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Hot Stuff: Danger Mouse, Okkervil River, and Black Metal

Danger Mouse & Daniele Luppi teamed up with Jack White and Norah Jones for one of the most interesting genre fusions in recent memory. Danger Mouse & Daniele Luppi teamed up with Jack White and Norah Jones for one of the most interesting genre fusions in recent memory.

We’ve got some killer tunes to share with you this week in Hot Stuff, RosebudMag.com’s weekly look at what’s rocking our socks off in the music world. It’s another mixed bag for all the moods of outdoor growing season. We’ve got indie darlings Okkervil River and Manchester Orchestra, producer/auteur Danger Mouse, Deafheaven with one of the best black metal albums of the year, and more. Without further ado, let’s get to it:

Danger Mouse and Daniele Luppi – Rome

A surprising collaboration from American super producer Danger Mouse and Italian composer Daniele Luppi, Rome is a kind of indie-rock homage to Italian film scores, especially spaghetti Westerns. Danger Mouse came to prominence for his Jay-Z/Beatles remixes, and some of that urban influence is felt here, making for an interesting collision of influences. Pop-jazz superstar Norah Jones pops by to contribute vocals on a trio of songs, as does the White Stripes’ Jack White. Ultimately, Rome is a very successful and seamless blend genres resulting not only in one of our favorite albums of the week, but one of the can’t-miss records of 2011.

 

Okkervil River – I Am Very Far

Apparently collaborating with psychedlic rock legend Roky Erickson on 2010’s True Love Cast Out All Evil rendered Okkervil River (and perhaps especially songwriter/producer Will Sheff) a changed bunch. But don’t worry - I Am Very Far won’t alienate fans; instead it sounds like a very good band growing into a great band. There are a few more risks, a few experiments, but in the end, the foundation of Okkervil River is still great songwriting, and whatever stylistic departures occur on the new record, they never obscure that fact.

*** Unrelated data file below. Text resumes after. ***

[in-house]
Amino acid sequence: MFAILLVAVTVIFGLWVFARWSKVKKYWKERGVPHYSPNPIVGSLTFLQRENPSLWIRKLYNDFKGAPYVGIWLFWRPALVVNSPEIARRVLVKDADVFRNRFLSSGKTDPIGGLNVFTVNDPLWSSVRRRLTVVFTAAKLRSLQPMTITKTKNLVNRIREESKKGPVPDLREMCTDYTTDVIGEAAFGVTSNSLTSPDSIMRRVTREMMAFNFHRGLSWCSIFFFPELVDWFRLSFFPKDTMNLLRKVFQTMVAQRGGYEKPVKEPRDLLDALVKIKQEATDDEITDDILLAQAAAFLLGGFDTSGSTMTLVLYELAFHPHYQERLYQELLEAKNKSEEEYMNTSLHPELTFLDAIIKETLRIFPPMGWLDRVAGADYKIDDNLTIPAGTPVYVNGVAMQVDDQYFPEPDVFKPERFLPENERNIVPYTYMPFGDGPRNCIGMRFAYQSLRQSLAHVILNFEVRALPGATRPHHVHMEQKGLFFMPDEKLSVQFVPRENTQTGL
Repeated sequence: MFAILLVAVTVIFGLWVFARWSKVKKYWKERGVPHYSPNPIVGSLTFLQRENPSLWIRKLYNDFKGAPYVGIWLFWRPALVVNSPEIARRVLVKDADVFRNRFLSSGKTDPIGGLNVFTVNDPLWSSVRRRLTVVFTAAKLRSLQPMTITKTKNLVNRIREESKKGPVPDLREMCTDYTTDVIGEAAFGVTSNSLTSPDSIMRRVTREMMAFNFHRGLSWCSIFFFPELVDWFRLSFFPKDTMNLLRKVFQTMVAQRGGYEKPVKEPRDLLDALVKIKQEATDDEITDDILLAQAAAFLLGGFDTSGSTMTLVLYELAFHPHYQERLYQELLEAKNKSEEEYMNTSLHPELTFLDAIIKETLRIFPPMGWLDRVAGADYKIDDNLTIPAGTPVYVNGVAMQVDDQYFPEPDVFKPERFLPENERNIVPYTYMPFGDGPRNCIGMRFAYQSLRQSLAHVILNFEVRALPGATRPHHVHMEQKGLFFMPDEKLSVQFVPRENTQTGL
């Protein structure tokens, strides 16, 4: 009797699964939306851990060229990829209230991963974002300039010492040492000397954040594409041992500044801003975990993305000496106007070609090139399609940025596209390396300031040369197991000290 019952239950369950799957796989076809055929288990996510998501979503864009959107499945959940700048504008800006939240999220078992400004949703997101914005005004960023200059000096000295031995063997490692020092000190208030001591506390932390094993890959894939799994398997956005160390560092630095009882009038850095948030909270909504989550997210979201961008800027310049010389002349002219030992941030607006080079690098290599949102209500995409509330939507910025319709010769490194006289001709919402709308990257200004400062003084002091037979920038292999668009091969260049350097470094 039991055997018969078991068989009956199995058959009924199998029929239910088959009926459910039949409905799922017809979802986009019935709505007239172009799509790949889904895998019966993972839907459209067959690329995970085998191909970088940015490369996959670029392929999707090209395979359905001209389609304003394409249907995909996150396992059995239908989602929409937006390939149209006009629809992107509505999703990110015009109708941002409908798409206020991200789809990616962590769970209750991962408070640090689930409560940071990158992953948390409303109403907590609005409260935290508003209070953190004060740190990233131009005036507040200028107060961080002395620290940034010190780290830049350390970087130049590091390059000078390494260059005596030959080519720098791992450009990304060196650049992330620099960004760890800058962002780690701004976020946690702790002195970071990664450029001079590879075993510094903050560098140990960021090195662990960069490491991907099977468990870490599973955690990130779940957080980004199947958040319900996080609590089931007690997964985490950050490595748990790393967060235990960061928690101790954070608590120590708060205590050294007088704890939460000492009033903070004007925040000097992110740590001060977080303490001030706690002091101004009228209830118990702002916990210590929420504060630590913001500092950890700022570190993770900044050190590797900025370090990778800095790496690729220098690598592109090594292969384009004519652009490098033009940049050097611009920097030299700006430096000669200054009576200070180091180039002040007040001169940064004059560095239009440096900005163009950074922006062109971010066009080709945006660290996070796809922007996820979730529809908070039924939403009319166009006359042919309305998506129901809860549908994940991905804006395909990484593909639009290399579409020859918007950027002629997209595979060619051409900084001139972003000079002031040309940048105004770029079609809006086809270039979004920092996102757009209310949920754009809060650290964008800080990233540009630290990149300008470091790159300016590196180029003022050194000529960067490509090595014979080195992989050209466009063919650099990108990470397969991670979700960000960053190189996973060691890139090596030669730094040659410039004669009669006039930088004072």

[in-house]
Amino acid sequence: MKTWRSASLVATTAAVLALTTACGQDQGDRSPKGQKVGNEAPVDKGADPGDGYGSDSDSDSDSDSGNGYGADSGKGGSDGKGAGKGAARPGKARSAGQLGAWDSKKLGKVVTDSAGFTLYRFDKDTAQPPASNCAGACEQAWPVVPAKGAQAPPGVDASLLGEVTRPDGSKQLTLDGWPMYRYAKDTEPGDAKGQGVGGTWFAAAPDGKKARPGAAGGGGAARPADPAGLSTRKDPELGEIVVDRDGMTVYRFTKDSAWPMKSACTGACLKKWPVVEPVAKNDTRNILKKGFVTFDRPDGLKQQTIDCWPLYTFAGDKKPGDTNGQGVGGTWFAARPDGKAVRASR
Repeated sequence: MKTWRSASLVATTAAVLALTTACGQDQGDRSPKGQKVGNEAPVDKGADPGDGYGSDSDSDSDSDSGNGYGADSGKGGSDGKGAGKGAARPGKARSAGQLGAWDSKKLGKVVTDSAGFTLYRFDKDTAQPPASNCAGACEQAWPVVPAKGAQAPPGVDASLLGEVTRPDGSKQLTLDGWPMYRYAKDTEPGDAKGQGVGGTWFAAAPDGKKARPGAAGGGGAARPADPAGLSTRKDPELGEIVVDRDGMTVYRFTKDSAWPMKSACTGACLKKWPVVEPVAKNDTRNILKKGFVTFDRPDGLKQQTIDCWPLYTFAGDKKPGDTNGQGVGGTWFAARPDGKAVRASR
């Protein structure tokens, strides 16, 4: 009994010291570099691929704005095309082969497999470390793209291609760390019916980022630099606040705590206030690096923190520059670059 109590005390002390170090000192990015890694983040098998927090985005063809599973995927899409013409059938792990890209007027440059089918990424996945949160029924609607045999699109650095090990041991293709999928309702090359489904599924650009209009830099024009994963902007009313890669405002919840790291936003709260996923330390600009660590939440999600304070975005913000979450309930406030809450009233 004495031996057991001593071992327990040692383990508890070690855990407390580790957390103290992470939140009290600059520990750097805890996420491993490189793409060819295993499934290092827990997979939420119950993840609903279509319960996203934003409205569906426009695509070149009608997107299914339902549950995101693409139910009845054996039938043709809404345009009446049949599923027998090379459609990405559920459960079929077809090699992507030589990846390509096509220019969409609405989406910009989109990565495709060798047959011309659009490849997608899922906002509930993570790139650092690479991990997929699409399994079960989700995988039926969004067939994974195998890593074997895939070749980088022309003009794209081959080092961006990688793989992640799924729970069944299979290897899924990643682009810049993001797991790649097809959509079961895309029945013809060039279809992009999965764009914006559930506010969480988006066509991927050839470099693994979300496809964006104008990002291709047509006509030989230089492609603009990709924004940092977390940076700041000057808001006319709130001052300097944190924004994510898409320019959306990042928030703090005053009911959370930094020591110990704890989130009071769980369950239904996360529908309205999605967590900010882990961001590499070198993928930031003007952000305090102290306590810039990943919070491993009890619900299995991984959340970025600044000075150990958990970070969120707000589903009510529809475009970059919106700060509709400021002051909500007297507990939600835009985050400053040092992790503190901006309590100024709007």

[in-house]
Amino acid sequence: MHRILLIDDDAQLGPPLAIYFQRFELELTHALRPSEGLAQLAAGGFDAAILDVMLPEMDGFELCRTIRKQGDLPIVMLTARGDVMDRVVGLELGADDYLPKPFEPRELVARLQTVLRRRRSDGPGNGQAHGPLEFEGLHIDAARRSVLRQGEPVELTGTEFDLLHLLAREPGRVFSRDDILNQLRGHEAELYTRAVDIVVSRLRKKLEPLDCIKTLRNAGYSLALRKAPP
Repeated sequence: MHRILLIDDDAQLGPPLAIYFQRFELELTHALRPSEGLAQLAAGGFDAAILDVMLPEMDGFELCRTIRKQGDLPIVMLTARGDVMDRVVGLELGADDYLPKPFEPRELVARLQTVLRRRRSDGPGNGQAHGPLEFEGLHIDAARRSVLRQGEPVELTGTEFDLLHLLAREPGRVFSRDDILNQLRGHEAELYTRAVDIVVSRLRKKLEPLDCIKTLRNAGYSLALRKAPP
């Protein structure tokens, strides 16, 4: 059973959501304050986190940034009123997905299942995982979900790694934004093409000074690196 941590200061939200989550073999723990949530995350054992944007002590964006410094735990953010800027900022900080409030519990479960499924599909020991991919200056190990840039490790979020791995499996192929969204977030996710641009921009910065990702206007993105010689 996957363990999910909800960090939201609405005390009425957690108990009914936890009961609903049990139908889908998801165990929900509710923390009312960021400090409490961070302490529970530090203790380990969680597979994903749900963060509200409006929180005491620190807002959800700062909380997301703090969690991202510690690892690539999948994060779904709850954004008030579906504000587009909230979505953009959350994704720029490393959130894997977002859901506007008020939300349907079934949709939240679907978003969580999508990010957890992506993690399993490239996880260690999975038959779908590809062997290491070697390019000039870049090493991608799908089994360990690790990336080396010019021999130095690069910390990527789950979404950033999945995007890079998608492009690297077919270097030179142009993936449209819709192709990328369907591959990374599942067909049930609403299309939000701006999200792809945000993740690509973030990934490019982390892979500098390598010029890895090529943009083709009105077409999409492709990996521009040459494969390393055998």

Manchester Orchestra – Simple Math

Neither an orchestra, nor British, these American indie-rockers have come up with an ambitious concept album that never falters from beginning to end. There were high expectations for Manchester Orchestra following 2009’s magnificent Mean Everything To Nothing, but these guys stepped up to the plate with their best album yet – a collection of memorable tunes leaning a little more towards accessible than ambitious, striking a beautiful balance all the while.

 

Ladybug Transistor – Clutching Stems

The Ladybug Transistor have been kicking around for a while now, and you can always rely on the group to give you a catchy hit of indie-style pop-rock that isn’t too sugary sweet. Clutching Stems is toe-tapping hit of keep-it-simple tunes that dips into some lush harmonies and instrumentation, but never veers from delivering the type of song that, at its core, you could always still pick up and strum around a camp fire on a summer night.

http://soundcloud.com/chippedhip/the-ladybug-transistor

Deafheaven – Roads to Judah

In the mind-bogglingly good category this week, we have Deafheaven. Deafheaven serve up some next level black metal, or maybe post-black metal would be more apt. Roads to Judah blends a shoegaze and post-rock influence into harsh black metal that winds up in a stirring combination of melodic and chaotic. Last year, Woe released the black metal album of the year, and this year it may very well be Deafheaven who earns that title, which means that American black metal has finally risen out of the shadows of its European roots to establish an undeniable and excellent sound to call its own.

 

Low – C’mon

Low have been churning out minimalist down-tempo indie-rock for nearly two decades now, and their latest album, C’mon, finds them at their atmospheric best. At once melancholy and saccharine, C’mon has a soothing slowcore vibe but never loses track of Low’s hook-laden melodies. As always, Alan Sparhawk and Mimi Parker’s male-female harmonies are the perfect vehicle for the mood of the band, who decorate their guitar/bass/drum outfits with subtle inflections from less traditional rock instruments, including violin, banjo, and synth.

 

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99 Problems: a mash-up of Jay-Z and the Beatles by Danger Mouse from the album that launched him.
Last modified on Wednesday, 22 August 2012 16:57

Happy is a regular contributor to RosebudMag.com and has written for various other publications, including Black Belt, Inside Hockey, and FoxSports.com. He transitioned to life as a writer following a decade-long career as a touring musician. He lives with his son in Vancouver, British Columbia

Website: www.rosebudmag.com/hkreter

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